24 Frames: I Was Jack Mortimer (Ich war Jack Mortimer, Carl Froelich, 1935)

CARL FROELICH (Carl August Hugo Froelich)
Born September 5, 1875, Berlin (Germany)
Died February 12, 1953, Berlin (West Germany)

Considered one of Germany’s most dependable directors of melodrama and comedy during the 1920s and 1930s, Carl Froelich was referred to by colleagues as ‘the old hand’ due to his lengthy career in the industry.
After studying electrical engineering at Darmstadt’s Technical College, he started out at Siemens in Berlin before joining Oskar Messter’s company – the foremost maker of cinema apparatus at the time – in 1903. Helping to instigate technological developments such as the Tonbild system (allowing short musical films to be shown with synchronised gramophone accompaniment), Froelich additionally worked as a cameraman on scientific documentaries, actuality and fiction films, and Tonbilder including Henny Porten’s debut in MEISSNER PORZELLAN (Meissen Porcelain, 1906).
He also undertook sporadic directing work, eg co-directing the biopic RICHARD WAGNER (The Life and Works of Richard Wagner, 1913) together with William Wauer. He then served as one of the company’s newsreel cameramen at the front during World War I.
From 1919 to 1921, he was a director both at Maxim-Film and Decla-Bioscop, where his films included the Asta Nielsen picture IRRENDE SEELEN (Souls in the Mire, 1921); and in 1920 he founded his own Berlin-based production company, Froelich-Film GmbH (known for short as FFG). Following the success of his Henny Porten film MUTTER UND KIND (Mother and Child, 1924), the latter was superseded by Henny Porten-Froelich Produktion GmbH, which produced some fifteen vehicles for the star under Froelich’s direction.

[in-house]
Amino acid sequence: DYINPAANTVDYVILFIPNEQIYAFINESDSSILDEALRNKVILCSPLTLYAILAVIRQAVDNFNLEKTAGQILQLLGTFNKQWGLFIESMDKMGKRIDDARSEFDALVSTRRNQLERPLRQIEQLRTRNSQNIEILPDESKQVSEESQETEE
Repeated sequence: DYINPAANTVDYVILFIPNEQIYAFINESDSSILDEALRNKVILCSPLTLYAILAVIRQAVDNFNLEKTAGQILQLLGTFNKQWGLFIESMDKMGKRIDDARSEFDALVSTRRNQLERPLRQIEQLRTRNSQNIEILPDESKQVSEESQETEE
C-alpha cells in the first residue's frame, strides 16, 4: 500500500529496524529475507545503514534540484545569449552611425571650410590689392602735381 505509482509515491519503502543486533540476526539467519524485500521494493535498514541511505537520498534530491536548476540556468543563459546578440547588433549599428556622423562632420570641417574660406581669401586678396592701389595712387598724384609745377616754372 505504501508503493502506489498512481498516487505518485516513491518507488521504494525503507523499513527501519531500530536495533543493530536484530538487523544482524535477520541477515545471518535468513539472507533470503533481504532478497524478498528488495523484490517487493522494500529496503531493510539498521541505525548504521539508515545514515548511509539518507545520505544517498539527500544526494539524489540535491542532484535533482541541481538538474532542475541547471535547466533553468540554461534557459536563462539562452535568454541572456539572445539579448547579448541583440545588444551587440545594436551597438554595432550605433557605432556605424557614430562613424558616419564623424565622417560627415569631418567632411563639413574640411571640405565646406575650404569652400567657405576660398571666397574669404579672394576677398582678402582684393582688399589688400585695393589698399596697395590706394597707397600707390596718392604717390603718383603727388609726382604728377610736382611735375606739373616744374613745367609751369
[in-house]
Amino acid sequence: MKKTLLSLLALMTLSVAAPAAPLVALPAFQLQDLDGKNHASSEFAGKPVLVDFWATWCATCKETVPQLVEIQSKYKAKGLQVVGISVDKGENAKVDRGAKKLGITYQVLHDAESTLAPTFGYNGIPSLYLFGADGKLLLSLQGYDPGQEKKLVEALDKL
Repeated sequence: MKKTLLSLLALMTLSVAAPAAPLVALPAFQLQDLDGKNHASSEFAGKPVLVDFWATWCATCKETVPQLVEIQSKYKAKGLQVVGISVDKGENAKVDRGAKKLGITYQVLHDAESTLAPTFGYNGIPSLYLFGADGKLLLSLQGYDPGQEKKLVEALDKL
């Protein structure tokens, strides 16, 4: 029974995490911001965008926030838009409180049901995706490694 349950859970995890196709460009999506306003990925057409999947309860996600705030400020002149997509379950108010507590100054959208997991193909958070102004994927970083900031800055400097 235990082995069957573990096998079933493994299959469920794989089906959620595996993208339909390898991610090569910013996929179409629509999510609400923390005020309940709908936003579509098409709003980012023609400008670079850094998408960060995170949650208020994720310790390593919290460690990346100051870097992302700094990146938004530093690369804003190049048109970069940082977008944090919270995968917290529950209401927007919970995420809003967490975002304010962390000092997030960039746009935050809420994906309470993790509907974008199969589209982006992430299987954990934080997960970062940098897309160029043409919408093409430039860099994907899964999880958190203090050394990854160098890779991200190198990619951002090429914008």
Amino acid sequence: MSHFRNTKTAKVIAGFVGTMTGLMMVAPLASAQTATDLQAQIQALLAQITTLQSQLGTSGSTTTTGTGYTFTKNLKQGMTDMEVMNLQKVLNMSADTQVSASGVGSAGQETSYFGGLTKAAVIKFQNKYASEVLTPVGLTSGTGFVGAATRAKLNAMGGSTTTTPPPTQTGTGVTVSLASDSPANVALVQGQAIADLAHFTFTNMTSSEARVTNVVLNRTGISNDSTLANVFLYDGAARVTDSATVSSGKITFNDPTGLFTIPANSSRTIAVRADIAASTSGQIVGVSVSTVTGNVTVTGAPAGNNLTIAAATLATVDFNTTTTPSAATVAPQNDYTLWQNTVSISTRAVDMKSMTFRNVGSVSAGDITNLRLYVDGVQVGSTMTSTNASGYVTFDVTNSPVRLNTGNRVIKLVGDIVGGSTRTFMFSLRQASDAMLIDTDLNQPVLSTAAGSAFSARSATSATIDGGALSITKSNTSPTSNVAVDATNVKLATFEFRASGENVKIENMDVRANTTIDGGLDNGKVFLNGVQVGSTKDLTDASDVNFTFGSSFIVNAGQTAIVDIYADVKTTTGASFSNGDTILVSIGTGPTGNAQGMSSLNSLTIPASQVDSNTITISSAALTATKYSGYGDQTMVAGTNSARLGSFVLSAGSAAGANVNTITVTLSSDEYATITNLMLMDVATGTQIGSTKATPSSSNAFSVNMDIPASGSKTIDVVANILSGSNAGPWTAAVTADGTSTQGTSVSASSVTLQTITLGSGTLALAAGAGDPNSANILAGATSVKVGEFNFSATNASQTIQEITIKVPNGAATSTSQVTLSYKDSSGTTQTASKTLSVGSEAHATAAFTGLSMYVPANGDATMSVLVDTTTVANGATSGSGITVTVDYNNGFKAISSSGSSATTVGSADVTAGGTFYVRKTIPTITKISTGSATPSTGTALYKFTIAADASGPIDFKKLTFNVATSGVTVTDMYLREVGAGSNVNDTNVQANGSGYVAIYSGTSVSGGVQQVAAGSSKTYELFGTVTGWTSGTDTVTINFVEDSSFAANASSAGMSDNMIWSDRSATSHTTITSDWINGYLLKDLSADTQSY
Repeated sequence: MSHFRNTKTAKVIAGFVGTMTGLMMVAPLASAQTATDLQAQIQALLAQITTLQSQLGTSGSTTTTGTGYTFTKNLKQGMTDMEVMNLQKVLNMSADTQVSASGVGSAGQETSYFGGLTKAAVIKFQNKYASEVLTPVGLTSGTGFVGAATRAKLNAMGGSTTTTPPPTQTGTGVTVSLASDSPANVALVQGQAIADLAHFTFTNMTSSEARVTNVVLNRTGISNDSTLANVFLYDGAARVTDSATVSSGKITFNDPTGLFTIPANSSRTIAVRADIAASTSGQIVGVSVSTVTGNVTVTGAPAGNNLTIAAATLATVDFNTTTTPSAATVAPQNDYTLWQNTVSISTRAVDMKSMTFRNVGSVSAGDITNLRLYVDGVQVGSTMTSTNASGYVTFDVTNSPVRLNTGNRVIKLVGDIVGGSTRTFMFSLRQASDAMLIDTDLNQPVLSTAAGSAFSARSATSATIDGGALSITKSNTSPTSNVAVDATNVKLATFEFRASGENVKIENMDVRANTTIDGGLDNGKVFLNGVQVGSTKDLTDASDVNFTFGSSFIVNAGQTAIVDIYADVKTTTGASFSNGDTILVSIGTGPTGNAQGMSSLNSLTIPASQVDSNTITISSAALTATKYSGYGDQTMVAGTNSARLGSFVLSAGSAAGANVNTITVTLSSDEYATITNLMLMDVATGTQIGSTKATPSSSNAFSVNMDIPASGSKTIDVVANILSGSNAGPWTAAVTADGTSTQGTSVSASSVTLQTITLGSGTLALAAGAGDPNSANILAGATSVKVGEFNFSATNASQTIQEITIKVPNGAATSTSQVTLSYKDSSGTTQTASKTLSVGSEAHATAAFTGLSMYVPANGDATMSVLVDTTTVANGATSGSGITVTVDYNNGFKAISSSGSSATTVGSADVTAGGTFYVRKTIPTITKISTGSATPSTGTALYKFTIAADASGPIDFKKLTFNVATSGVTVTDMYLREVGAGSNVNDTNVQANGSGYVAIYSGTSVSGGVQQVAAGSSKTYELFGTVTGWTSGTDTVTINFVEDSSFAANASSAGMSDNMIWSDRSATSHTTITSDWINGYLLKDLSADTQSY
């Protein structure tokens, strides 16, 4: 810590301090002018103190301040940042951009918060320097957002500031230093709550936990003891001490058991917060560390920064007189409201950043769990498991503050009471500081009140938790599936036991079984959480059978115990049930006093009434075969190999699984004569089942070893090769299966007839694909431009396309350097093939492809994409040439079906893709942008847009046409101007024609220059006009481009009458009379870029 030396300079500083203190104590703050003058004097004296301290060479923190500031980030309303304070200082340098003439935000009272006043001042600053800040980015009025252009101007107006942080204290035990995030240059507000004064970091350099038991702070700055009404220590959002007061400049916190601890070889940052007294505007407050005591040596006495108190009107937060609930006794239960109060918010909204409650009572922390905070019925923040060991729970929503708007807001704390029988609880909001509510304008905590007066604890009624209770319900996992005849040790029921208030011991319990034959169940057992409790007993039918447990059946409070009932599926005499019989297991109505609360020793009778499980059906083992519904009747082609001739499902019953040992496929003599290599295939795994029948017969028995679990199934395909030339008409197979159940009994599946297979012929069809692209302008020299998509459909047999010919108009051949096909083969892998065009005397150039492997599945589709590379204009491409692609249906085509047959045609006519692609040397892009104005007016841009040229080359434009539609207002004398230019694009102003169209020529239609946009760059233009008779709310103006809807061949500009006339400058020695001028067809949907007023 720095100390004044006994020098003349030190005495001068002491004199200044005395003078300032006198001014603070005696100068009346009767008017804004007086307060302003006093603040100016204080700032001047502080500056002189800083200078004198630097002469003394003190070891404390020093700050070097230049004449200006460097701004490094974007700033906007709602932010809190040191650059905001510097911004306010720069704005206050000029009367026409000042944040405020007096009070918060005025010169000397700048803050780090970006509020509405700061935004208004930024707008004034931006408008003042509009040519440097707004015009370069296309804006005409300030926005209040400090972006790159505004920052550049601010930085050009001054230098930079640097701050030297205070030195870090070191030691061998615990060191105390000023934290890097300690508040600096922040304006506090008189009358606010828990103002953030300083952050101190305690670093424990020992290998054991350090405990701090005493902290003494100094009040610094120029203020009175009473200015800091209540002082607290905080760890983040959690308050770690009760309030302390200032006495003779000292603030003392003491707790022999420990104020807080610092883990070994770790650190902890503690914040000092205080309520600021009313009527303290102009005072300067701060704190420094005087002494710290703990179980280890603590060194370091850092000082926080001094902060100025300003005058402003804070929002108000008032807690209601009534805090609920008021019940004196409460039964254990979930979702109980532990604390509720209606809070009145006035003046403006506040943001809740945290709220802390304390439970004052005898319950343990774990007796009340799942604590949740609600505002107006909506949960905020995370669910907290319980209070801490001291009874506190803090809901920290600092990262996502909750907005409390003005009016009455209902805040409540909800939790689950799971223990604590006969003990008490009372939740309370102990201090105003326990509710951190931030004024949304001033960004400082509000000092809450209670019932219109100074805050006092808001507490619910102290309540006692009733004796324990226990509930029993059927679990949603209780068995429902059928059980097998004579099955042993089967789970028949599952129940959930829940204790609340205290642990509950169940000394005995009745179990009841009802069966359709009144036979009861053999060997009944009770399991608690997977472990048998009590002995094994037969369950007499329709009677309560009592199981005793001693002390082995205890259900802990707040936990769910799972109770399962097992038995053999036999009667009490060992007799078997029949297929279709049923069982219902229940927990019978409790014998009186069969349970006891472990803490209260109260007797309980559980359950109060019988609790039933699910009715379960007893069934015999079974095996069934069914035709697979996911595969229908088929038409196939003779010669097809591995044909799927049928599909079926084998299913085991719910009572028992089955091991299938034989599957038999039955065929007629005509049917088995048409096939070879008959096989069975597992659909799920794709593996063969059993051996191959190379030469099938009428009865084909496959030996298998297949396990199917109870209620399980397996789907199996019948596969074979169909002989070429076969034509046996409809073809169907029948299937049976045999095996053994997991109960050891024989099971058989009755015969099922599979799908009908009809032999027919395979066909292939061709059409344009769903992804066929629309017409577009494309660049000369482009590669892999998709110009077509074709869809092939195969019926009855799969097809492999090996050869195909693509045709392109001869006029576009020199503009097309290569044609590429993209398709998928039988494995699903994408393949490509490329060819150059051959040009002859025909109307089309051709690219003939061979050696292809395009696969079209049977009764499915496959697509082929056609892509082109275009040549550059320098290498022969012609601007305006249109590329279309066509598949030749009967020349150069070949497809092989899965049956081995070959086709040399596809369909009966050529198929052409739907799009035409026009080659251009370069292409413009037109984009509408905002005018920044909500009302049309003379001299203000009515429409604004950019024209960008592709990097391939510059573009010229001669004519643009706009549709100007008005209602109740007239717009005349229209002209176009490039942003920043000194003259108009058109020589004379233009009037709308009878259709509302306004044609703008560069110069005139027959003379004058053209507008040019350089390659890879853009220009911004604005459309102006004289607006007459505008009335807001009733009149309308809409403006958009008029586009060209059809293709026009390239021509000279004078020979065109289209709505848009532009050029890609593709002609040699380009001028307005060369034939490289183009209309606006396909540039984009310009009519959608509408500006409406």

When the two parted ways in 1929, FFG resumed production with the early sound film DIE NACHT GEHORT UNS (The Night Is Ours, 1929) starring Hans Albers. The company had its own sound studio in Berlin-Tempelhof near the Ufa lot, and also produced other directors’ works, including Leontine Sagan’s MADCHEN IN UNIFORM (Girls in Uniform, 1931), on which Froelich served as artistic director, as well as Germany’s first colour fiction film short, DAS SCHONHEITSFLECKCHEN (The Beauty Spot, 1936), directed by Froelich’s long-term assistant Rolf Hansen.
Closely affiliated with Ufa, Froelich produced and directed a succession of entertainment pictures such as the rural farce KRACH UM JOLANTHE (What a To-Do!, 1934); the award-winning TRAUMULUS (The Dreamer, 1935) starring Emil Jannings; numerous Zarah Leander melodramas including HEIMAT (Homeland, 1938), ES WAR EINE RAUSCHENDE BALLNACHT (One Enchanted Evening / The Life and Loves of Tchaikovsky, 1939) and DAS HERZ DER KONIGIN (Mary, Queen of Scots / The Heart of a Queen, 1939/40); as well as the comedy DIE 4 GESELLEN (The Four Companions, 1938), featuring a young Ingrid Bergman; and the nostalgic Henny Porten two-parter FAMILIE BUCHHOLZ (The Buchholz Familiy) and NEIGUNGSEHE (Love Marriage, both 1943/44).
A Nazi party member since 1933, Froelich was appointed head of the Gesamtverbandes der Filmherstellung und Filmverwertung (Association of Film Producers and Distributors) the same year, and from 1934 made works for the regime’s propaganda section. He was later given a professorship and in 1939 became president of the Reichsfilmkammer (Reich Film Chamber).
Imprisoned after the war, he was declared ‘denazified’ in 1948, and in 1950/51 his newly-licensed Froelich-Film GmbH produced three films that failed to cause a ripple. Shortly before his death, he was made honorary president of the West German industry’s trade body SPIO on the occasion of his fiftieth anniversary in the business.

The Concise Cinegraph: Encyclopaedia of German Cinema (Hans-Michael Bock)

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